One of the great things about summer is all the people out walking in the evening. Whether it’s a quick walk around the block alone or with a dog, or something longer, people take advantage of the warmer weather to exercise and reacquaint themselves with neighbors. Would we even say hello to neighbors if it weren’t for summer?
At the beginning of June, I joined five other church friends on a very special walk known as the “Wisconsin Way.” Modeled after the famous pilgrim route through Spain, the “Camino de Santiago” or “Way of St. James,” the Wisconsin Way starts near Green Bay and ends near Milwaukee, with stops at religious shrines along the way. While we were shuttled by van for most of the distance, we did walk ten miles per day before arriving at place to pray with each other. It’s one thing to visit holy places by car or bus, and quite another to arrive there by foot.
You sort of get the idea after a few miles that a pilgrimage walk is a metaphor for life as a whole and our one common pilgrim journey from God and to God. Especially on a 90-degree day, which was every day for us, you get in touch with your need for water. This reminded me of the frailty of my physical existence and my need not only for water, but for other people, and for God. Also, in a group, needs bounce from one person to the next. Someone needs to cushion a blister; another needs a bathroom. Often, one person is in really good shape and has to slow down for the rest of the group, while another person has more physical challenges than the others. Accommodating each other in a spirit of love and community mirrors our life in society, leaving no one behind.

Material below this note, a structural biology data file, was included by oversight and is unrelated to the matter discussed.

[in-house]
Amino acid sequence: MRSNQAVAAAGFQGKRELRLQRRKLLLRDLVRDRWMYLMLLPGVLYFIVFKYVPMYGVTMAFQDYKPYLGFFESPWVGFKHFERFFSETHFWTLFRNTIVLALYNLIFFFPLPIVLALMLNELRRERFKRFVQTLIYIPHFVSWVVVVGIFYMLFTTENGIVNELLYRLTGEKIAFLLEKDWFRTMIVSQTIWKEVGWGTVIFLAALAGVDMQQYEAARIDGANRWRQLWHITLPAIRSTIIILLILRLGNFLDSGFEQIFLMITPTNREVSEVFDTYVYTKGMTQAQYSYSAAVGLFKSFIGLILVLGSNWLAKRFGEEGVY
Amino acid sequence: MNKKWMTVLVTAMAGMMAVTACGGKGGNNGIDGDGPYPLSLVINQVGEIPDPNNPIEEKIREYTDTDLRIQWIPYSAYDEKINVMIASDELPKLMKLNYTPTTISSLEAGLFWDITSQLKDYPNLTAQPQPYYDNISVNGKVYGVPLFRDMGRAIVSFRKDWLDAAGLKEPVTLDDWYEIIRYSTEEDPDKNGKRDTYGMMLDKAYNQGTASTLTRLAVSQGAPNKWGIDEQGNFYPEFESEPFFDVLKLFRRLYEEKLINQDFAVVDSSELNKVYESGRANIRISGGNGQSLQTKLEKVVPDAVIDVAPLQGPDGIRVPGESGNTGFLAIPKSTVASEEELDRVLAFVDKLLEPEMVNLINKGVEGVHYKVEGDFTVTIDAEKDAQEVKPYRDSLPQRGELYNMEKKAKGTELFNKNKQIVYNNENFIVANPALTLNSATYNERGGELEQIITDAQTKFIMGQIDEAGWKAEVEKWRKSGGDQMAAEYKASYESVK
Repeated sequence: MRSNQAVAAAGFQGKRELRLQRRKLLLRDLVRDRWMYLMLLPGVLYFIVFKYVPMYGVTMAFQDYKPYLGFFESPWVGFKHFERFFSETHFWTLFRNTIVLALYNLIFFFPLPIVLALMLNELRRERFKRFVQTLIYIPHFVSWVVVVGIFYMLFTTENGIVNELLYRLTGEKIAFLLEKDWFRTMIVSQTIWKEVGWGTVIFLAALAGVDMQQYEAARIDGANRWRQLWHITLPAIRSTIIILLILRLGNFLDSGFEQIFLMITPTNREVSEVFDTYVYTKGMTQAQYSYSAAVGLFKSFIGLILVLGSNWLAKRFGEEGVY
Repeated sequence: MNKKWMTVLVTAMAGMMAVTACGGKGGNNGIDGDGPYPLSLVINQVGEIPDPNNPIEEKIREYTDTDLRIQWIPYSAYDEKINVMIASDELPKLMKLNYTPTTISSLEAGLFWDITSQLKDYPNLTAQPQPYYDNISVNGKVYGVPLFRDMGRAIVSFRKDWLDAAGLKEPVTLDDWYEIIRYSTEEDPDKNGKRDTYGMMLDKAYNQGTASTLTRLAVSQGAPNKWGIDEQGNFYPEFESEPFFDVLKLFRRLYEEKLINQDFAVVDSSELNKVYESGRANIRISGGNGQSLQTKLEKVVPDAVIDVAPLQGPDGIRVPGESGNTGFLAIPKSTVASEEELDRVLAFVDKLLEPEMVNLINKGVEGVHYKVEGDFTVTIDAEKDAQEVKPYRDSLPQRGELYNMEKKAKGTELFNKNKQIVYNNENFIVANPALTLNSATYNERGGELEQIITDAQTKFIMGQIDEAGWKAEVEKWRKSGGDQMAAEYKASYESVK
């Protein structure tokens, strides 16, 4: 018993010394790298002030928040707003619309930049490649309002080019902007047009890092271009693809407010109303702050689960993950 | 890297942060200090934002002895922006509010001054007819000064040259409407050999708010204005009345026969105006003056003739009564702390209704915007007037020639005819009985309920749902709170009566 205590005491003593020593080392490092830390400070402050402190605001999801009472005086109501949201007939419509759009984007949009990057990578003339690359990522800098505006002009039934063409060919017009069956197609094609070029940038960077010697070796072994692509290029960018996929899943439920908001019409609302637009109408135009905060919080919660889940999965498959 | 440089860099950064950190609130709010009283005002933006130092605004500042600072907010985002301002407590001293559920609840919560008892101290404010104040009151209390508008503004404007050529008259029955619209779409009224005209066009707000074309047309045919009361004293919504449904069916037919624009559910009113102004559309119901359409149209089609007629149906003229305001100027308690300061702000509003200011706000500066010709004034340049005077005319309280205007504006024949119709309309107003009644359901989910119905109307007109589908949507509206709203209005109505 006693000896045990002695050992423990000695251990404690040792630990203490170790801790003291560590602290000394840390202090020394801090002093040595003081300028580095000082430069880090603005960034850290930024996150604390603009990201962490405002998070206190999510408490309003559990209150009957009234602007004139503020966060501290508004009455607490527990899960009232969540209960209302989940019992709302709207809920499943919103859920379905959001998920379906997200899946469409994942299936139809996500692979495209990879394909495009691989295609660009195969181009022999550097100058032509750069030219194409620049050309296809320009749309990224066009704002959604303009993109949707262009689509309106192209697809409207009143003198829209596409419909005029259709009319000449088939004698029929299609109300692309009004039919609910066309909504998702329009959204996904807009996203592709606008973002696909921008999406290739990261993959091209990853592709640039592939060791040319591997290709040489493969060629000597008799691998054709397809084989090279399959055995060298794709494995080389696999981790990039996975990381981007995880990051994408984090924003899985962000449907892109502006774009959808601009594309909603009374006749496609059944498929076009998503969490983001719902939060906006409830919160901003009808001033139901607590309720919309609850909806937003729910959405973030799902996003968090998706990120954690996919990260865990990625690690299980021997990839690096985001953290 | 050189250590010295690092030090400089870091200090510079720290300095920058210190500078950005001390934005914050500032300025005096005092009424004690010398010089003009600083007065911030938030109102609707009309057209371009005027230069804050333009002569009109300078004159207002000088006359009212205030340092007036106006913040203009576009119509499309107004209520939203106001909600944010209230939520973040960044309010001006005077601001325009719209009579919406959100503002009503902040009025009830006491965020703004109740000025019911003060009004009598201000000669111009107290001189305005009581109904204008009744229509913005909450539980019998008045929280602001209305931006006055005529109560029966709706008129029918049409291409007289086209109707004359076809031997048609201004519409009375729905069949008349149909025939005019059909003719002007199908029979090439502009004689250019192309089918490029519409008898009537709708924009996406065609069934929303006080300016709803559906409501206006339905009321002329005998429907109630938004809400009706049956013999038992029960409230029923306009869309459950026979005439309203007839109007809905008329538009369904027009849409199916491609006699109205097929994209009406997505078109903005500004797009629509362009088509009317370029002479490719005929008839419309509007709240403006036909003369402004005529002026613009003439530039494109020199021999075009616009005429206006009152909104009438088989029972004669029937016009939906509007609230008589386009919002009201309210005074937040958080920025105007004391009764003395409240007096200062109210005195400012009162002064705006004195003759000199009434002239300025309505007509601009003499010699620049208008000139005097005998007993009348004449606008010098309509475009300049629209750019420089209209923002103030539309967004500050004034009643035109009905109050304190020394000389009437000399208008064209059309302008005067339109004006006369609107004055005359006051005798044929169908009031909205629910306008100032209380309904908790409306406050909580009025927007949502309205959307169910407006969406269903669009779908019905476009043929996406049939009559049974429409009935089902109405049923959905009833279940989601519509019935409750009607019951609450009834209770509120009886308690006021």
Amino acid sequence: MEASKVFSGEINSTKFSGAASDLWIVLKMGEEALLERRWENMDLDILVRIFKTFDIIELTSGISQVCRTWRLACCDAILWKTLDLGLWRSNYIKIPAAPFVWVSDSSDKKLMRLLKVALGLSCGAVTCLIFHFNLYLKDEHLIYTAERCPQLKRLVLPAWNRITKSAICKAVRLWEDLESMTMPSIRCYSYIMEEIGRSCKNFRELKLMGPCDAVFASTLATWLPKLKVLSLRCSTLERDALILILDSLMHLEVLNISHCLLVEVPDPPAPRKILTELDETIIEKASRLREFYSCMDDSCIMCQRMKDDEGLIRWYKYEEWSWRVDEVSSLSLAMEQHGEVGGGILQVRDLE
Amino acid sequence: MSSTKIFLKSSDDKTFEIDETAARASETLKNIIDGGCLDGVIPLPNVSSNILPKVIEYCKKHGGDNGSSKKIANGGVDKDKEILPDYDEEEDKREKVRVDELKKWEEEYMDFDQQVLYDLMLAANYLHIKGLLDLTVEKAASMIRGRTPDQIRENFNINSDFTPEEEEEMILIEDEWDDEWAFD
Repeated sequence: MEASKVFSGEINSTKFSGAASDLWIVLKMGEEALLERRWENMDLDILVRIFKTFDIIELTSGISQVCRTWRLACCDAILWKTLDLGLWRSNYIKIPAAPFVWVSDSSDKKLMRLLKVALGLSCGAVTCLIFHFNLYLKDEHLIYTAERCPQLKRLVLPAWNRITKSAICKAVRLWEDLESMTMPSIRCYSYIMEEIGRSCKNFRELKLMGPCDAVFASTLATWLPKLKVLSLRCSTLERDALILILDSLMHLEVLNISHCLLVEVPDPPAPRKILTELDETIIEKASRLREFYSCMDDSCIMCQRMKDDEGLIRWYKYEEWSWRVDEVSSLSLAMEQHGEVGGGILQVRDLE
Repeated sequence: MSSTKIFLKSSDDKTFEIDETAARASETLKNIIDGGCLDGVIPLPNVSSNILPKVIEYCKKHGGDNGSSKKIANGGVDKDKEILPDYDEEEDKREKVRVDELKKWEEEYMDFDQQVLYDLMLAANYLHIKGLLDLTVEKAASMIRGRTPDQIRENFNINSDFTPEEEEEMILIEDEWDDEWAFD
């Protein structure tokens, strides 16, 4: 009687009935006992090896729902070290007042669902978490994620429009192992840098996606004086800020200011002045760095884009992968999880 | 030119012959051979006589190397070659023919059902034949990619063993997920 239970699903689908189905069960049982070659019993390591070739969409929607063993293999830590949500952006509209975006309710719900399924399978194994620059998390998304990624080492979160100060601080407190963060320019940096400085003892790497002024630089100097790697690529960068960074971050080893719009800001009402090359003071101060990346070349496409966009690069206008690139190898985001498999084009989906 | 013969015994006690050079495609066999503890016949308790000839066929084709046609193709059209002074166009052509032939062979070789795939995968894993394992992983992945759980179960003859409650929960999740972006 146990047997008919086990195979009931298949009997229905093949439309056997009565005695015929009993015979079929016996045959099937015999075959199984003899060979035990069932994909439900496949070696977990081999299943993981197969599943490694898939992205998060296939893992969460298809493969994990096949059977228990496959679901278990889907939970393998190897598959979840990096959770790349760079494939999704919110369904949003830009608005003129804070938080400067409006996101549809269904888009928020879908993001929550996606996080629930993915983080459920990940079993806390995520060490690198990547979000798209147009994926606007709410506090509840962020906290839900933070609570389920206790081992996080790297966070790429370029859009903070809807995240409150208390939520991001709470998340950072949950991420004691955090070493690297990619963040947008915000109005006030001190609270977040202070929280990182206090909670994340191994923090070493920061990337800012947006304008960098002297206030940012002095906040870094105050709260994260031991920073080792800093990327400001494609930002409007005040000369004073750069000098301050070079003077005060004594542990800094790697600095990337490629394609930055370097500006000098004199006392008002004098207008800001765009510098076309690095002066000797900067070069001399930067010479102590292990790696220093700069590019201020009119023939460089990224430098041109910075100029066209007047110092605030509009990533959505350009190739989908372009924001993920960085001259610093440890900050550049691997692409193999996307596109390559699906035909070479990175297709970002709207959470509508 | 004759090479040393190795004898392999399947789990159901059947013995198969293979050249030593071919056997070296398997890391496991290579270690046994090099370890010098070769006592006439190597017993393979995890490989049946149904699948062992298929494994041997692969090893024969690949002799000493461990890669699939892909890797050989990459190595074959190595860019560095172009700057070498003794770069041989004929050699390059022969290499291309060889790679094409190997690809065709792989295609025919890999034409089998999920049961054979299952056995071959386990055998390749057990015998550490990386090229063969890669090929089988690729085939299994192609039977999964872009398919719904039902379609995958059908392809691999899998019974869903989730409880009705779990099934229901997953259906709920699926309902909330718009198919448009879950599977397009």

I learned this lesson while on a previous walk, backpacking through the mountains with three others. As it happened, I was the strongest in the group. It was years ago and I hope I’ve matured since then, but I have to say I was less than gracious at being “slowed down” by my companions. I wanted to see more, do more, cover more miles! Then, guess who sprained his ankle? Suddenly I was “the slow one.” In response, my companions could not have been kinder. They treated me with a compassion that I had not shown them. It was an experience of grace: a love I did not deserve. I think it changed me; I hope it did.
A few years ago, a Benedictine sister shared a quote with me from the spiritual writer, Ram Dass, who described the meaning of life by saying “We’re all just walking each other home.” I thought of that line often on the Wisconsin Way, as my fellow pilgrims and I wended our way through wheat fields, county highways and state forest trails. Walking with others, I could see clearly that that in life our individual journeys all flow in and out of each other, each of us dignifying the others’ journeys with our care and attention, certainly, but also by simply walking alongside and sharing the road.
One of my fellow pilgrims had just lost his job a week before our journey began. After our four days together, walking and praying, eating and laughing, he reflected on the ride home. Minutes before, we had concluded our journey on a high hill, “Holy Hill,” and celebrated mass there. Now next to me in the back seat of the van, he exhaled a satisfied sigh, and said, “That was just what I needed. I’m OK. It’ll be OK.” When life deals us hard blows, it is good to be walking with others. Together, we will make it home.